In addition, the edition features new stories and memoir from award-winning authors Georgia Blain, Craig Cliff, Chris Womersley, Melissa Luchashenko, Ashley Hay and Benjamin Law, plus much more.
Griffith REVIEW 34 also includes the announcement of the winners of the 2011 Griffith REVIEW-CAL Emerging Writer’s (GREW) Prize, awarded annually to emerging writers published in Griffith REVIEW this year whose work has been deemed most original and influential.
The Annual Fiction Edition presents an archipelago of islands to discover and is a collectable companion to the 2009 and 2010 Griffith REVIEW fiction anthologies.
Award-winning author Lloyd Jones reveals how childhood rugby and a reverence for the All Blacks shaped his adult sensibilities and success beyond the Wellington suburbs.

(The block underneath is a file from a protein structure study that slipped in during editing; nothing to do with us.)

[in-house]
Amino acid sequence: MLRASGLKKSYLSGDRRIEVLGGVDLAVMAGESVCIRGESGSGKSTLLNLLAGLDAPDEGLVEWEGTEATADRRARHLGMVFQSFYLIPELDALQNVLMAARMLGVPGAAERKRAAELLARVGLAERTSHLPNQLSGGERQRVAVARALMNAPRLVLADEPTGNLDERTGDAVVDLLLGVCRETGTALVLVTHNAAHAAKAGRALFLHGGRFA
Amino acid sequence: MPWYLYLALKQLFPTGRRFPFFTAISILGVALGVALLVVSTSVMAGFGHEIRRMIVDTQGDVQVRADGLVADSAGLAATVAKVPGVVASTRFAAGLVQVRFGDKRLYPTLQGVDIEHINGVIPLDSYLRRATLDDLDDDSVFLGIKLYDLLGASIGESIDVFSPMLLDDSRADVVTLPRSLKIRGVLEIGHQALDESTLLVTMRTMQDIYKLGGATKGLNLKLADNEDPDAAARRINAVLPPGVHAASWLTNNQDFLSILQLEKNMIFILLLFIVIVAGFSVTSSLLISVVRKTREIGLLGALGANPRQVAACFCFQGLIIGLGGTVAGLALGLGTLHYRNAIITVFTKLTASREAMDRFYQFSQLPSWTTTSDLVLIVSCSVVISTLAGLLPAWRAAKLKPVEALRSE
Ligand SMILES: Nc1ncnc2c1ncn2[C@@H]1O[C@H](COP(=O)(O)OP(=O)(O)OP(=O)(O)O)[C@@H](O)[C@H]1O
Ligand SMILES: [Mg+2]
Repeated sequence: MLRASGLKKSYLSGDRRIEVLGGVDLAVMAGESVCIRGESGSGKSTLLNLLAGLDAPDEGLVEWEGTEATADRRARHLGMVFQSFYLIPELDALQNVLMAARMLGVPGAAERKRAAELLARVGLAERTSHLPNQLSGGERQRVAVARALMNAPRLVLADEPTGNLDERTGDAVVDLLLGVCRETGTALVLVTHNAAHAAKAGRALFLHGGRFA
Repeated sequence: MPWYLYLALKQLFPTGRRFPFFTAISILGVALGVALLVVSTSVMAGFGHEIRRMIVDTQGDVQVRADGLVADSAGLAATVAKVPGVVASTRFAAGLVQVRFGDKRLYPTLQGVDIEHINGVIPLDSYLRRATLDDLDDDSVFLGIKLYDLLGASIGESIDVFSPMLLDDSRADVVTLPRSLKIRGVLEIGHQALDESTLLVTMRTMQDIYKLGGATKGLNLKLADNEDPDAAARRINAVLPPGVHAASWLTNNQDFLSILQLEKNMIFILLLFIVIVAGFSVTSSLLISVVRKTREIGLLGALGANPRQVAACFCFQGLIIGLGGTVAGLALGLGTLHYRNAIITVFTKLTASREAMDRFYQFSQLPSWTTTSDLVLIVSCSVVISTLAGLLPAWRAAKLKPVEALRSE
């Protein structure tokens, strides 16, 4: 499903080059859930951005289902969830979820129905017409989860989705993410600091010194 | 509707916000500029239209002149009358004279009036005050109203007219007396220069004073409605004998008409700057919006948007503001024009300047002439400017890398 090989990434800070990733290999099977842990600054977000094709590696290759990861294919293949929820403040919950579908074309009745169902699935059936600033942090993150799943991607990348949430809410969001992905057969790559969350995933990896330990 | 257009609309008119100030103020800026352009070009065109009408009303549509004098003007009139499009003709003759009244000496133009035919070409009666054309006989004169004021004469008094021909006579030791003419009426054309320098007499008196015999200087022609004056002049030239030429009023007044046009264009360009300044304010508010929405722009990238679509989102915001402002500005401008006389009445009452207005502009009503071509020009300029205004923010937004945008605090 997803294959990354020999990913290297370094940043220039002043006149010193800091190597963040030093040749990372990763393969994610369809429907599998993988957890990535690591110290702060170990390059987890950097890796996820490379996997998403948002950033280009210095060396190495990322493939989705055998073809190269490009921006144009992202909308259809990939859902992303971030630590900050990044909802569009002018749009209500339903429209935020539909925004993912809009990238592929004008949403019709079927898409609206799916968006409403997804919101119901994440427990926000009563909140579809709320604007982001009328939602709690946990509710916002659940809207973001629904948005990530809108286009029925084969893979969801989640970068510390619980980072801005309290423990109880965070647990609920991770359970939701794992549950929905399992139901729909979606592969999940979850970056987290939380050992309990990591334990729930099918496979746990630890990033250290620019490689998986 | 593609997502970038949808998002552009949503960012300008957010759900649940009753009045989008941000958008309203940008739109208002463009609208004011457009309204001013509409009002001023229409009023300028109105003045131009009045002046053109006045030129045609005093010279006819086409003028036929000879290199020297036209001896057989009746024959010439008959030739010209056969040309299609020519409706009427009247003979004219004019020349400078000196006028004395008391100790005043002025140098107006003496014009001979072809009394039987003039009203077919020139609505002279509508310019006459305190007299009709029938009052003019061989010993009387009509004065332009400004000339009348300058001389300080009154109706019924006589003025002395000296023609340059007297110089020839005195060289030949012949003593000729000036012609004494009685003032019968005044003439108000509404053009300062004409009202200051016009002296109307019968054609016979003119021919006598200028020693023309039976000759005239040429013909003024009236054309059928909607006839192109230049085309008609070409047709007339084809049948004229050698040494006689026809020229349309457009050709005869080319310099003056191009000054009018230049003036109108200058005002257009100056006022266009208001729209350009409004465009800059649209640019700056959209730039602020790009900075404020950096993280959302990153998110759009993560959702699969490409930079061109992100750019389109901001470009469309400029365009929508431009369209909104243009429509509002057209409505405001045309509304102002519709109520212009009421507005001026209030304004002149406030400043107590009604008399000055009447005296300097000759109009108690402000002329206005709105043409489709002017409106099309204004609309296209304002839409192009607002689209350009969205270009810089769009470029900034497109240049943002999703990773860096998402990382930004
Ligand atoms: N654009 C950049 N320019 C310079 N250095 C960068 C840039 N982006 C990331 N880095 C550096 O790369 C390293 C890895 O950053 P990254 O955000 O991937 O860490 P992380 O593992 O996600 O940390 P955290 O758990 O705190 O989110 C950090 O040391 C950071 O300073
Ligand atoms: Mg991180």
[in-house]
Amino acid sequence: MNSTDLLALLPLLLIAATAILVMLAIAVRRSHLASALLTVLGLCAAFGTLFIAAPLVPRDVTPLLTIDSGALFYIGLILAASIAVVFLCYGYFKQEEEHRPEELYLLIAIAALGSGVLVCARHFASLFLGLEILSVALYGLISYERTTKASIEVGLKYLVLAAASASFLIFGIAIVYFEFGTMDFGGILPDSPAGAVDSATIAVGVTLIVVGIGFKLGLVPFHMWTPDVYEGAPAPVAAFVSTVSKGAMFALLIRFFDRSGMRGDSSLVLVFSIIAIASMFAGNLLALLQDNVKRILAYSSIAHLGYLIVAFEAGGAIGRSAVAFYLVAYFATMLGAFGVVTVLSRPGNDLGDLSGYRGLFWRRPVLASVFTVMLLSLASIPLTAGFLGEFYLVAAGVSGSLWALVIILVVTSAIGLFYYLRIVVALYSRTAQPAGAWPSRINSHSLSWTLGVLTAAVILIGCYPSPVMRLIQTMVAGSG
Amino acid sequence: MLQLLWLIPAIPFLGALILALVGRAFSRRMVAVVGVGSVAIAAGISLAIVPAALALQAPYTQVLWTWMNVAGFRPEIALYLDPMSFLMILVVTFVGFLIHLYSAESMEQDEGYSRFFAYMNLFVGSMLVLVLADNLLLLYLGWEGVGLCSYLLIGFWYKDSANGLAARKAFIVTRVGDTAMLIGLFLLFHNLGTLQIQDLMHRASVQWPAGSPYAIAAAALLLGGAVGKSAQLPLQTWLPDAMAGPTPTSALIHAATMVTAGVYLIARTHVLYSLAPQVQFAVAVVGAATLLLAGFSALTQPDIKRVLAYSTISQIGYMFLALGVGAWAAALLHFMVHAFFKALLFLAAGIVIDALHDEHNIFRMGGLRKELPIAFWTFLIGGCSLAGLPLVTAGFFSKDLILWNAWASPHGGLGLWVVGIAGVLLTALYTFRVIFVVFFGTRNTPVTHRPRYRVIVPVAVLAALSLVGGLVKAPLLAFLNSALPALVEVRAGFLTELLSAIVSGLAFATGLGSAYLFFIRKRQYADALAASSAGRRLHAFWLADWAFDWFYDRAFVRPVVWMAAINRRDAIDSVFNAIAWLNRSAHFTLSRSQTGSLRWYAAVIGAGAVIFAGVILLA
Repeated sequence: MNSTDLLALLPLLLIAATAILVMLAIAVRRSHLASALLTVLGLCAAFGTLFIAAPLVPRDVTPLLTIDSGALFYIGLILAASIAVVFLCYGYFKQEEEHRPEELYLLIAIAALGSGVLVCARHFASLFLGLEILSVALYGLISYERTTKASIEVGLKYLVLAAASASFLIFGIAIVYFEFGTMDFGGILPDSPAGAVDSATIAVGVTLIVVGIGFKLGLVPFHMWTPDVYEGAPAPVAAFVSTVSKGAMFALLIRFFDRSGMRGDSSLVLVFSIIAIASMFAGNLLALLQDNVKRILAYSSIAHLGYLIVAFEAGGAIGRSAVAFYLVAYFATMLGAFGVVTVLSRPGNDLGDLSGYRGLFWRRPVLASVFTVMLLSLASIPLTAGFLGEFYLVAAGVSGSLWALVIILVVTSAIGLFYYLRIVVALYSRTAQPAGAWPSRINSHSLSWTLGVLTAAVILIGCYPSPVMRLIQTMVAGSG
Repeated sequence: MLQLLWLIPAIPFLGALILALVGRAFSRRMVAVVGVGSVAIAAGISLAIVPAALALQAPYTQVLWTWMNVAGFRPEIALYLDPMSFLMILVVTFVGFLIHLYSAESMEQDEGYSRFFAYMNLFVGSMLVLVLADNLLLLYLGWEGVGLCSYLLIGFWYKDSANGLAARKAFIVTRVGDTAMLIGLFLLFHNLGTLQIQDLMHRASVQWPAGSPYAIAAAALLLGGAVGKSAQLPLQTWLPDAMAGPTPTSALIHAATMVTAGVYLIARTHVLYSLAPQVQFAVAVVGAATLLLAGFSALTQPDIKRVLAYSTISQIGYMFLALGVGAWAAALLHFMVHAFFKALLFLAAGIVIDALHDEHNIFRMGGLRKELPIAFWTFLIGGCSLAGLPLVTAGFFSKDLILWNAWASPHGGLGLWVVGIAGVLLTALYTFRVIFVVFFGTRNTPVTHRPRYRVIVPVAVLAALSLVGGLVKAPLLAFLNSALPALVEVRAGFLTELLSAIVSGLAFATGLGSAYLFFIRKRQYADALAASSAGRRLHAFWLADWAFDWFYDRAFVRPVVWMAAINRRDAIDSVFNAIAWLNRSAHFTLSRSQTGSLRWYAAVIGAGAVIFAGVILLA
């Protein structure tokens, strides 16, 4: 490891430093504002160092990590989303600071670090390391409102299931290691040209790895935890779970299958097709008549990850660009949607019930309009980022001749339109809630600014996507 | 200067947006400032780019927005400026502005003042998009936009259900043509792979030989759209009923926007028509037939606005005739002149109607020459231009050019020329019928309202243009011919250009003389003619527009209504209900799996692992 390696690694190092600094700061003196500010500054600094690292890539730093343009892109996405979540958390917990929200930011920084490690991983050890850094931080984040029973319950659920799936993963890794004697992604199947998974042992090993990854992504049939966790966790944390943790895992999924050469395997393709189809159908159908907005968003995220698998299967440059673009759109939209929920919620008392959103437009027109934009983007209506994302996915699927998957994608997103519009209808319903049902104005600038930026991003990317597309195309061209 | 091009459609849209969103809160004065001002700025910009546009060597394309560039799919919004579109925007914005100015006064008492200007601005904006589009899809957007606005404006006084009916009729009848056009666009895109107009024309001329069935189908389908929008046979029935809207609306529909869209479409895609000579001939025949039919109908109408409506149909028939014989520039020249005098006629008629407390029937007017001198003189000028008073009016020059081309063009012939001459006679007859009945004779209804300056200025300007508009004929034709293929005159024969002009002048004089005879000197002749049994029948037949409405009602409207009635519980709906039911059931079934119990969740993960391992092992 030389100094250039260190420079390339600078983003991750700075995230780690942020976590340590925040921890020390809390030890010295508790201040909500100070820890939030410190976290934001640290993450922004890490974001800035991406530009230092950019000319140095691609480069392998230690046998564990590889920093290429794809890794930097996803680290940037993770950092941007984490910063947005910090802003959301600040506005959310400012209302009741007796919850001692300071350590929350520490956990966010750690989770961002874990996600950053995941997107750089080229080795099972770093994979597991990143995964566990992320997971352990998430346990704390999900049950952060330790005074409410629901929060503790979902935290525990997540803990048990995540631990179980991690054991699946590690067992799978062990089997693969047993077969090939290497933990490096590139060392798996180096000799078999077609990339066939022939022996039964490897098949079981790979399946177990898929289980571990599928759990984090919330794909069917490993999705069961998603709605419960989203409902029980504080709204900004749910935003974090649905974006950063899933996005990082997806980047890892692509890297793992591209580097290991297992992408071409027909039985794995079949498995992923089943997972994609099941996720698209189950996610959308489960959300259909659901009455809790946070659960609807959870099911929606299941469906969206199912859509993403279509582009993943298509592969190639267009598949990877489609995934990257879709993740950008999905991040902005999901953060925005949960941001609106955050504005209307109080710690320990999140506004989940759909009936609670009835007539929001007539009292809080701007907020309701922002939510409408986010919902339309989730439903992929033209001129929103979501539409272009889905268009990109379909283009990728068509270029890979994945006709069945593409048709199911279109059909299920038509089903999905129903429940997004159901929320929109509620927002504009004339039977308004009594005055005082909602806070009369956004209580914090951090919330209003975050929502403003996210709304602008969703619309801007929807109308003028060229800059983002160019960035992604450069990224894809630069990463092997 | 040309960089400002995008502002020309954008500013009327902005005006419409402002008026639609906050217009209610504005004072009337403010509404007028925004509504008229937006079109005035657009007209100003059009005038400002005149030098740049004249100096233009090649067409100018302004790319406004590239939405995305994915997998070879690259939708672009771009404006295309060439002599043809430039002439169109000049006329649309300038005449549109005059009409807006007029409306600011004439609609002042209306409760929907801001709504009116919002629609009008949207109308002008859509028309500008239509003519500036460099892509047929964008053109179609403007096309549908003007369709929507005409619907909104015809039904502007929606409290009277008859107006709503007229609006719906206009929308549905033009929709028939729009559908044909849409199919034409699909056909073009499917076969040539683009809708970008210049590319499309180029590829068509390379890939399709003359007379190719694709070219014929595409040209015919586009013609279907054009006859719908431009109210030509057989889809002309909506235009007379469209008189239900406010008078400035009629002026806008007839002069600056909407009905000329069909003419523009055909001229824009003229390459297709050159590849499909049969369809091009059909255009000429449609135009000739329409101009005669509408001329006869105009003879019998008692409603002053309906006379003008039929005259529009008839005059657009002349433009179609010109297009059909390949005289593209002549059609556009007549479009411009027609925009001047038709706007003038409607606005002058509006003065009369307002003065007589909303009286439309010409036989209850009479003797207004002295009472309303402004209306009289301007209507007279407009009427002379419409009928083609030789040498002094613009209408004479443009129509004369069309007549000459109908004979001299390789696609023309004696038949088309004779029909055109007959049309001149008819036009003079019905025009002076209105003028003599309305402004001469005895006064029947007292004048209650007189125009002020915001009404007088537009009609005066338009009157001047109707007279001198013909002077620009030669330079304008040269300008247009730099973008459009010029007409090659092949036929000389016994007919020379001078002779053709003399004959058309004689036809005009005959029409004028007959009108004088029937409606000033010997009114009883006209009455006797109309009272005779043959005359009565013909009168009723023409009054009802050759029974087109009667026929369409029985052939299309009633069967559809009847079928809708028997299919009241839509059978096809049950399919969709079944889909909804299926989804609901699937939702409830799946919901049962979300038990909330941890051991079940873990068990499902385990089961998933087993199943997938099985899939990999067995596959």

Carrie Tiffany comes to terms with pain and shame; Shakira Hussein falls between identities and cultures in the wake of 9/11.
Debra Adelaide learns the value of an official identity; Meera Atkinson’s friendship transcends pubescent pop star fandom; and David Carlin attempts to write the history of Circus Oz.
In essays, Frank Moorhouse tests the boundaries of privacy and stigma; Peter Bishop salutes teachers – real and literary – who nurture our creative imagination; A.J. Brown gets behind the writing of his new biography of Michael Kirby; and Matthew Ricketson surveys recent political memoirs.
Marion Halligan, Toni Jordan and Anna Dorrington explore the legacy of mothers and children, while John Tranter, Brian Geach and Andrew Sant investigate rites of fatherhood.
Raimond Gaita and Kate Holden consider what is honoured or... Read more